Labor is stressful for both you and your baby. Nature has equipped healthy babies and mothers to handle that stress. Fetal distress occurs when your baby’s ability to cope with labor is compromised in some way. A problem can show up in labor and be recognized by changes in the baby’s heartbeat, or a problem might show up shortly after birth. Sometimes a stressed baby will have a bowel movement in the amniotic fluid before it is born. Checking on how babies are handling labor is managed the same way for all babies whether or not you labor or give birth in water. Typically babies are monitored electronically for 20 minutes or so when you first arrive in the hospital. In active labor the heartbeat of every baby is monitored with a waterproof Doppler (special stethoscope) every 15 minutes. If there are indications that your baby is experiencing a problem, you may be asked to leave the tub and the electronic heart rate monitor will be used.

Umbilical cord

Umbilical cords vary in length. As the baby is brought up to the surface of the water, it is important that the umbilical cord is not pulled. Tugging hard on the umbilical cord could tear it, which might cause the baby to lose blood through the cord. This is a rare event. The midwife will assist you with bringing the baby to the surface gently so that the cord is not pulled.

During birth, it is common to find the umbilical cord wrapped around the baby's neck. When the birth happens underwater, we may have to unwrap the cord or move the baby through the cord just as we do when the birth occurs out of the tub. Sometimes, the midwife may ask the woman to change positions or stand up in order to unwrap the cord.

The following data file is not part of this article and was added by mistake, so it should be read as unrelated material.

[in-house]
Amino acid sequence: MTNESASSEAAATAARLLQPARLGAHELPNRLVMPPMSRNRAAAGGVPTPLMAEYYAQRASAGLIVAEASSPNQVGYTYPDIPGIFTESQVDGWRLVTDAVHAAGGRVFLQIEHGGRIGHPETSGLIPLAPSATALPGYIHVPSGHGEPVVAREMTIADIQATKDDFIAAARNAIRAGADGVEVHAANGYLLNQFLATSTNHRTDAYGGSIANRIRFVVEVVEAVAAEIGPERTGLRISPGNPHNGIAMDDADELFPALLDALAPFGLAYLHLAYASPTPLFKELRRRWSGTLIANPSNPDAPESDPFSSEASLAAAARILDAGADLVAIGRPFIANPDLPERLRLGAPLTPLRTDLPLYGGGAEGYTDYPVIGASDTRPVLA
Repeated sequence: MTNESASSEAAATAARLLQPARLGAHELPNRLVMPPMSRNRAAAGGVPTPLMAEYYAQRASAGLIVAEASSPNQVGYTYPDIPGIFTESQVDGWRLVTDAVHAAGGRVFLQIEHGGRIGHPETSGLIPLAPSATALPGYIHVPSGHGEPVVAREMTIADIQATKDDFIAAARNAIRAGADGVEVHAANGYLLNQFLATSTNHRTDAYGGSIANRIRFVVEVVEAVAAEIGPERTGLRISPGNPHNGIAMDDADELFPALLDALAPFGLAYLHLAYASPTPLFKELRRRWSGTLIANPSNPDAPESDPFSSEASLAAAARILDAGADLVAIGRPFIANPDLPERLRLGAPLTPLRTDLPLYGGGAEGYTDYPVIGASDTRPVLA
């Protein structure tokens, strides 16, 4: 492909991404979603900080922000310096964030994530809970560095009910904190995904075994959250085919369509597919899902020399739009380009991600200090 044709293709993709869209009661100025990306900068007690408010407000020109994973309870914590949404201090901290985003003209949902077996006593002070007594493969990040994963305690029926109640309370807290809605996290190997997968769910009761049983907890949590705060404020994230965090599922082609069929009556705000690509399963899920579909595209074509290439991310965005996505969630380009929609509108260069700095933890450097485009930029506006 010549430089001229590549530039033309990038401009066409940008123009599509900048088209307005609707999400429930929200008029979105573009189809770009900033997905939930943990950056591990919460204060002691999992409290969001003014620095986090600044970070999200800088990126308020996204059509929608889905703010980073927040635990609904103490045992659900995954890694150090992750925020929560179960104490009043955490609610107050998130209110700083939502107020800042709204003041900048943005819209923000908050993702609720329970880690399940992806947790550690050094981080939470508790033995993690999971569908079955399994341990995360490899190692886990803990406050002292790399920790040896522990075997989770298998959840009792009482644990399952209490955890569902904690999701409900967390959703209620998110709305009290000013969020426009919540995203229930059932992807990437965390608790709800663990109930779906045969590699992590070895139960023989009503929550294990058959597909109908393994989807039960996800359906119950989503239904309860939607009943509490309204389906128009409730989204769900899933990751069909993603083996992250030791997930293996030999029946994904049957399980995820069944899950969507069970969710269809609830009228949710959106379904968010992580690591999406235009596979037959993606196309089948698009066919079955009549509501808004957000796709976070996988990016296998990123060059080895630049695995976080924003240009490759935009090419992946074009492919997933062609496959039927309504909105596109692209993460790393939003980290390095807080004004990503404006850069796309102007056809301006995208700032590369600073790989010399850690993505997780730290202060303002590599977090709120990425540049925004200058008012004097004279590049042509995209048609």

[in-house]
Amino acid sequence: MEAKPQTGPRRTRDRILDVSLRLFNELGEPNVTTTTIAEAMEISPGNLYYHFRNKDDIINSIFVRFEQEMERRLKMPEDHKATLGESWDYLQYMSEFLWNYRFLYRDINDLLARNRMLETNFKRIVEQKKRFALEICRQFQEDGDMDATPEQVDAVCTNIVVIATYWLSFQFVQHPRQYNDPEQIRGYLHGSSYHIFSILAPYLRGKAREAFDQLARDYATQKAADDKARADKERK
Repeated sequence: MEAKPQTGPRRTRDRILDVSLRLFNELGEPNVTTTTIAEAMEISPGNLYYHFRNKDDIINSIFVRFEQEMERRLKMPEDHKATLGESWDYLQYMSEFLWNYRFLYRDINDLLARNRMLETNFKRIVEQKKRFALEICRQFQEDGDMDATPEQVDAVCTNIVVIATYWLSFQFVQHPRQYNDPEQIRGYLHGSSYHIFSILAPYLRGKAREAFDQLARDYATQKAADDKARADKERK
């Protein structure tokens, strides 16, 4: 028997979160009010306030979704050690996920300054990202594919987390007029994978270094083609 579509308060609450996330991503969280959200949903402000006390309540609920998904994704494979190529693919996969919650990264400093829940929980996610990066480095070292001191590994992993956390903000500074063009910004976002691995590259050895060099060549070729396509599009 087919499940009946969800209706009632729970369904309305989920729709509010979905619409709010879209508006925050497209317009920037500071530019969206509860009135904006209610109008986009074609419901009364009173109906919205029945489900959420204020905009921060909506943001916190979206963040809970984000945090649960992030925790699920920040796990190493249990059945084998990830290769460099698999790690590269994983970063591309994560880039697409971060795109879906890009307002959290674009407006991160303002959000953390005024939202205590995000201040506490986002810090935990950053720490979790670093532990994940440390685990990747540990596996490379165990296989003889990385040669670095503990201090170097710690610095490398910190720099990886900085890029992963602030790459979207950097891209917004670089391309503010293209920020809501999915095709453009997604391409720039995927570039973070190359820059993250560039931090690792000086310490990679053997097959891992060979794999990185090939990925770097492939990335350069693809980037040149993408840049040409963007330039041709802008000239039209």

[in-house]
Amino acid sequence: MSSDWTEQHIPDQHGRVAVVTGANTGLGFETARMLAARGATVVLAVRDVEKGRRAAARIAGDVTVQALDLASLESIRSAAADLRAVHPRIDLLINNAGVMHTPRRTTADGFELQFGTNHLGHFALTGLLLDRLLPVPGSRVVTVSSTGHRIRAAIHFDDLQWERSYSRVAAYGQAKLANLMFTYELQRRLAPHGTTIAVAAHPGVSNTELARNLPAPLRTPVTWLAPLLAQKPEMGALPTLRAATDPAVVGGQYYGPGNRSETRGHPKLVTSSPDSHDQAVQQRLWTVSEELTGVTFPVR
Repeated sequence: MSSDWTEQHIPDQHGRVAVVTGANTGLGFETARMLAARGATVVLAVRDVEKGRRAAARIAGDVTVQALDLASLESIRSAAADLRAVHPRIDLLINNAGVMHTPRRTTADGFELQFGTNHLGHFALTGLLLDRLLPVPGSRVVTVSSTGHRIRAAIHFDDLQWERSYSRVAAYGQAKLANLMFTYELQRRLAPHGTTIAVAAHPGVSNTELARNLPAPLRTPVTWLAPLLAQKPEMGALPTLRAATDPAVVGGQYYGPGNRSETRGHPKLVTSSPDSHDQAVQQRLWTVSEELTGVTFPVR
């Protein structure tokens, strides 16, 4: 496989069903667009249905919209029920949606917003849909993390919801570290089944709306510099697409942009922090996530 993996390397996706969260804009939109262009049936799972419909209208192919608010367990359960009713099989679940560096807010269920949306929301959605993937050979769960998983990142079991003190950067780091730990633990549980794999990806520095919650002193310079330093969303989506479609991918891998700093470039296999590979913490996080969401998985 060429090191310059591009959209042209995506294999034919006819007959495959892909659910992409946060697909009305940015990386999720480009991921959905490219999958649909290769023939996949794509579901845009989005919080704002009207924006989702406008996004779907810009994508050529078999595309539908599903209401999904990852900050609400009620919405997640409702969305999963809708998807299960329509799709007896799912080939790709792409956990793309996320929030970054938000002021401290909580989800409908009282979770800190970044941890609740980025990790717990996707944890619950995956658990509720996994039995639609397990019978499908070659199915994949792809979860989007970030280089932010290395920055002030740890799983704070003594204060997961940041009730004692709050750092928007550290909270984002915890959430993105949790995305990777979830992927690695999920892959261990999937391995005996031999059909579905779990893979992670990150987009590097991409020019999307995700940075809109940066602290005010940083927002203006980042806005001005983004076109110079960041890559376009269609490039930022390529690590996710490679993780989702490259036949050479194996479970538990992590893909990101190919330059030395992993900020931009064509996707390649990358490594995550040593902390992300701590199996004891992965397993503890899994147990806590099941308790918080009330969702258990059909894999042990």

Safety for the laboring woman


The same principles about infection described above apply to the laboring woman. Research shows that water does not enter the birth canal and travel upward during labor and there is not increased incidence of infections of the birth canal or uterus because of a waterbirth.


It is very hard to estimate the amount of blood a woman passes after she delivers the placenta (afterbirth). This is true whether the woman is delivering in a bed or a tub. There is some research that suggests a slightly greater amount of blood loss after a waterbirth. The nurse or midwife will check your uterus frequently to make sure there is no excessive bleeding. If there is a concern, you may be asked to exit the tub for an examination and/or treatment.


The combination of hard, physical work (labor) and immersion in a warm tub of water can lead to loss of body fluids through sweating. Dehydration (not having enough liquid in the body) can cause an increase in your heart rate and a mild fever. You will be asked to drink at least 8 ounces of clear fluids every hour to prevent dehydration

Length of labor

Some researchers have noted that if a laboring woman gets into a warm bath too early in labor, it will slow down her labor and space out the contractions. Because of this, many experts recommend that a laboring woman wait until labor is well established and her cervix is at least four centimeters dilated before using the tub.

Others have noticed that labor goes faster if the woman is four centimeters or more dilated before she gets in the water. Labor may slow down if the woman stays in the tub continuously for more than one or two hours. There is no good research on this yet. If labor slows, the logical thing to do is to walk around for a half-hour or so and then get back in the tub.

Answers to common questions